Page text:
September 1, 2010 § 1 Comment
“Most right-thinking, well-educated, and well-intentioned people — certainly most scientists and public intellectuals, and I would guess, most journalists — have been convinced that something in the last 200 years of intellectual progress has made it impossible to actually speak about “moral truth.” Not because human experience is so difficult to study or the brain too complex, but because there is thought to be no intellectual basis from which to say that anyone is ever right or wrong about questions of good and evil. . .
“The first thing I should point out is that, apart from being untrue, this view has consequences.
In 1947, when the United Nations was attempting to formulate a universal declaration of human rights, the American Anthropological Association stepped forward and said, it can’t be done. This would be to merely foist one provincial notion of human rights on the rest of humanity. Any notion of human rights is the product of culture, and declaring a universal conception of human rights is an intellectually illegitimate thing to do. This was the best our social sciences could do with the crematory of Auschwitz still smoking.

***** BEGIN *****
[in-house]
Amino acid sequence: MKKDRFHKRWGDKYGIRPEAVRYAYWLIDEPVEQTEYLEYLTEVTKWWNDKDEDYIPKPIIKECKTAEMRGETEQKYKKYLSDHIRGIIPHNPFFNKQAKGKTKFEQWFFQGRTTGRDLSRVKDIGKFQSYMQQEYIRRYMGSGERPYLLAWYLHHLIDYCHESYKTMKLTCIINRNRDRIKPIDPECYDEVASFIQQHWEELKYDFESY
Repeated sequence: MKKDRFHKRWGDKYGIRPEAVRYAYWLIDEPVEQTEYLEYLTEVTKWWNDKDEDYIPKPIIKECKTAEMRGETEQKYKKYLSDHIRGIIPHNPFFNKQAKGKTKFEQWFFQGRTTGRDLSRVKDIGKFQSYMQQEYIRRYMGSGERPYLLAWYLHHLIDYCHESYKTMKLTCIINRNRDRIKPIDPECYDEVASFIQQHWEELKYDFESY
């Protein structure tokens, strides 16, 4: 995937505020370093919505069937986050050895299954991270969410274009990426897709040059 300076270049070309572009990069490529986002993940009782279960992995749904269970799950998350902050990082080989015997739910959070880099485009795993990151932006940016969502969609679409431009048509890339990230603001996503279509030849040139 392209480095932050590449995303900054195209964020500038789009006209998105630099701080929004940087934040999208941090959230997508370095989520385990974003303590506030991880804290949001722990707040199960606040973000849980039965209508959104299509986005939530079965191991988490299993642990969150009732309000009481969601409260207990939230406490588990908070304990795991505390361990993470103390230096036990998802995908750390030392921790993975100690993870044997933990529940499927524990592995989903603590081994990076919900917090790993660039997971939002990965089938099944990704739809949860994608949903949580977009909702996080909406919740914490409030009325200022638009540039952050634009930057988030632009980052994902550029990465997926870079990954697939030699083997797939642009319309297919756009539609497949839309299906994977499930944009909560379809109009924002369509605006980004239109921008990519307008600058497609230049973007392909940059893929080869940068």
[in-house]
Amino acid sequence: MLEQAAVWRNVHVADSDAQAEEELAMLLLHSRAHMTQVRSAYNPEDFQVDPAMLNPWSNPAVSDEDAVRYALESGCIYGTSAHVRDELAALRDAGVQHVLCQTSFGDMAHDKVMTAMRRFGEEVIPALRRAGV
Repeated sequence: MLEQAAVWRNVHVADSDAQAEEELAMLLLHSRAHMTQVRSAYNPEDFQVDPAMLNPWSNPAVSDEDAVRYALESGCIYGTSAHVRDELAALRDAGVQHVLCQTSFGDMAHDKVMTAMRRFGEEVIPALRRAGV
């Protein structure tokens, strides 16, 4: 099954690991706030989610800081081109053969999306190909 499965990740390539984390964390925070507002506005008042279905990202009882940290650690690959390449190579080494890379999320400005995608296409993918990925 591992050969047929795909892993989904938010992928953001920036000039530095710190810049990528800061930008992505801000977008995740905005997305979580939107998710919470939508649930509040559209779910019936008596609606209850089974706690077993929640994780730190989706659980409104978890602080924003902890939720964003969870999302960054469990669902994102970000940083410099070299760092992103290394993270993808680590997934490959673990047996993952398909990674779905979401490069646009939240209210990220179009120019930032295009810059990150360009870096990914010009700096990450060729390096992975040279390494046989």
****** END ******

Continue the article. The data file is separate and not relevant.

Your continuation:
But, of course, it has long been obvious that we need to converge, as a global civilization, in our beliefs about how we should treat one another. For this, we need some universal conception of right and wrong. So in addition to just not being true, I think skepticism about moral truth actually has consequences that we really should worry about.”
Sam Harris, “The New Science of Morality” delivered at the Edge Conference.